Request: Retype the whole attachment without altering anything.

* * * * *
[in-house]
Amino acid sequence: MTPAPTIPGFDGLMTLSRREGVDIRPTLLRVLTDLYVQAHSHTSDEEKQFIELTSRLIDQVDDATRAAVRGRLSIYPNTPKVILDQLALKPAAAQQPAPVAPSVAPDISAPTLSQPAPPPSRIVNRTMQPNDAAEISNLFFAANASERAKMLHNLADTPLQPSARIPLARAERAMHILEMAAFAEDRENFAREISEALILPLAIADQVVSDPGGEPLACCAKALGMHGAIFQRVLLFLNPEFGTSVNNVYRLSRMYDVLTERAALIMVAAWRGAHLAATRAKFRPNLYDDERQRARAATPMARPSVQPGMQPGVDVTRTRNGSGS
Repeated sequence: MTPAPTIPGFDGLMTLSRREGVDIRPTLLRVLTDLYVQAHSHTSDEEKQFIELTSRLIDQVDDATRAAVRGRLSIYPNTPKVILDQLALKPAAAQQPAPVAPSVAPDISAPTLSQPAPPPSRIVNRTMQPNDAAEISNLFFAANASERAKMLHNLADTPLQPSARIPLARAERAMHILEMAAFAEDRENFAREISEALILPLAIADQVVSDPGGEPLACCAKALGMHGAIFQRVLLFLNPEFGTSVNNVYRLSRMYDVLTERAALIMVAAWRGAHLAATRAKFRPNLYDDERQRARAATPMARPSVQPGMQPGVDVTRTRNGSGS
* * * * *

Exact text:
[in-house]
Amino acid sequence: MTPAPTIPGFDGLMTLSRREGVDIRPTLLRVLTDLYVQAHSHTSDEEKQFIELTSRLIDQVDDATRAAVRGRLSIYPNTPKVILDQLALKPAAAQQPAPVAPSVAPDISAPTLSQPAPPPSRIVNRTMQPNDAAEISNLFFAANASERAKMLHNLADTPLQPSARIPLARAERAMHILEMAAFAEDRENFAREISEALILPLAIADQVVSDPGGEPLACCAKALGMHGAIFQRVLLFLNPEFGTSVNNVYRLSRMYDVLTERAALIMVAAWRGAHLAATRAKFRPNLYDDERQRARAATPMARPSVQPGMQPGVDVTRTRNGSGS
Repeated sequence: MTPAPTIPGFDGLMTLSRREGVDIRPTLLRVLTDLYVQAHSHTSDEEKQFIELTSRLIDQVDDATRAAVRGRLSIYPNTPKVILDQLALKPAAAQQPAPVAPSVAPDISAPTLSQPAPPPSRIVNRTMQPNDAAEISNLFFAANASERAKMLHNLADTPLQPSARIPLARAERAMHILEMAAFAEDRENFAREISEALILPLAIADQVVSDPGGEPLACCAKALGMHGAIFQRVLLFLNPEFGTSVNNVYRLSRMYDVLTERAALIMVAAWRGAHLAATRAKFRPNLYDDERQRARAATPMARPSVQPGMQPGVDVTRTRNGSGS